Are You In Pain Because Of Your Hip Replacement?
Each year there are more than 285,000 total hip replacements are performed in the United States. Usually hip implants improve the patient’s mobility and general quality of life. However, when they fail, the result can be disabling.
A hip joint is made up of a “ball” and a “socket”. The ball is the top of the femur, the thigh bone. It fits into the socket, which is in the pelvis (made up of the two hip bones). This joint can wear down over time or be damaged – that’s when a hip replacement may be necessary.
Several things can cause chronic pain or disability in the hip. The most common cause is arthritis. The cartilage that cushions the joint can wear down with age causing a condition called osteoarthritis. Rheumatoid arthritis (which generally occurs among women) can also damage the hip. Damage can also be caused by an injury. When the hip is damaged, a hip replacement – or hip implant – may be necessary.
An artificial hip is comprised of three parts: the ball, the cup and the stem. The artificial ball and cup replace the natural ball and socket; the stem is a piece that connects the femur and the artificial ball.
When hip implants fail they can cause serious conditions. Faulty hip replacements are often associated with metal-on-metal implants – that is, artificial hips in which both the ball and the socket are made of metal. With wear, they can produce metal particles that might damage the surrounding bone or tissue. This resulting condition can be painful and should not go untreated.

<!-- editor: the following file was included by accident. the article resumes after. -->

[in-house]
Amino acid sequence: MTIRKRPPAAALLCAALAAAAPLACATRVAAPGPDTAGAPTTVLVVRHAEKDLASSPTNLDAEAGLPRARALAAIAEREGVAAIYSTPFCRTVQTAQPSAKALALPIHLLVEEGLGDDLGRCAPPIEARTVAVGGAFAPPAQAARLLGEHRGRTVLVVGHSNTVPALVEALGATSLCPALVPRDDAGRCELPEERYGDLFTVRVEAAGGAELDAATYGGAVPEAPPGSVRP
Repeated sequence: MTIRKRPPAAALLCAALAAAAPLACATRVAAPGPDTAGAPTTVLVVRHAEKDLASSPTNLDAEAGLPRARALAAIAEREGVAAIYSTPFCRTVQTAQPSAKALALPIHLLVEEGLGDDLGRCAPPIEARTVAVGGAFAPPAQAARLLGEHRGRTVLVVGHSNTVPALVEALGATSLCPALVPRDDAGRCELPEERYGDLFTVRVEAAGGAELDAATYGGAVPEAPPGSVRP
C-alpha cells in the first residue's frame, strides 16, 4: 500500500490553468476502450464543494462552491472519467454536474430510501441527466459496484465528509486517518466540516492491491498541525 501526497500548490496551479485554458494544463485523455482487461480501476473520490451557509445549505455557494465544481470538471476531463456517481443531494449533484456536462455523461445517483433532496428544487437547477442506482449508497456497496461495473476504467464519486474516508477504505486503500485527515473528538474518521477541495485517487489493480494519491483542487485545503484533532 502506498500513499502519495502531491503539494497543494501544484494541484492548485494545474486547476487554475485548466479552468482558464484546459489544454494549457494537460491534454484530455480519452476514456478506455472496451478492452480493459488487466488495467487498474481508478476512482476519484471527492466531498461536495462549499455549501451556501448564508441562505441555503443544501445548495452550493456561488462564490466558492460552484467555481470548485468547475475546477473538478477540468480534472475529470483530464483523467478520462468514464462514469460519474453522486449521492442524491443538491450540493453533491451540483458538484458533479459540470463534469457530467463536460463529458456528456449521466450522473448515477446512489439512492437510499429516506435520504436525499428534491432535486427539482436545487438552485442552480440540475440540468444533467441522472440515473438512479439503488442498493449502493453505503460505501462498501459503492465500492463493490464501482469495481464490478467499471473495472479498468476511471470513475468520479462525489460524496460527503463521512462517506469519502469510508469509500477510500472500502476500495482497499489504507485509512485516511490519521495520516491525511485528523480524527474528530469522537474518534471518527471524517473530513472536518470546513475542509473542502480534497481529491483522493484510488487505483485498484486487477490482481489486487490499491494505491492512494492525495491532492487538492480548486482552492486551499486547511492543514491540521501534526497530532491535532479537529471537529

Many people who’ve suffered hardship because of a faulty hip implant are eligible to participate in a class action lawsuit filed against the manufacturer. They could be awarded damages to compensate for expenses incurred for such things as medical care, the services of a caregiver or transportation.
Some models of replacement hips have been recalled. In 2005, DePuy received clearance from the Food and Drug Administration to market the ASR XL Acetabular System without proper clinical trials. However, in 2010 Johnson and Johnson (the aprent company of DePuy) acknowledged that 12% of patients who had received the system required corrective surgery (called “revision surgery”). Later that year, it voluntarily recalled the system.
The Stryker corporation introduced the Rejuvenate hip system in 2009; it introduced the ABG II hip system in 2010. Only two years later it recalled the products due to the likelihood of damaging wear on the systems that could cause an adverse reaction in the body.
Zimmer released a component of a hip implant, the Zimmer Durom Hip Cup, in 2006. By 2008, 12,000 patients had received it as part of a replacement hip. However, it’s estimated that at least 20% of the hip cups sold failed, and Zimmer stopped marketing them in 2008. However, it still has not recalled the product.
If you’ve had a hip replacement, be sure to look out for the following signs:
- sounds, like popping or grinding
- lack of flexibility
- difficulty walking
Lawyers with an Edge is a leading New York law firm; we specialize in the field of class action lawsuits such as hip replacement lawsuits. Our firm has many years of experience advocating for people whose health has been damaged. We can offer you a free consultation here in New York City to discuss a Mass Tort. It involves no obligation whatsoever.
If we do handle your case, there’s never a fee unless we recover damages for you.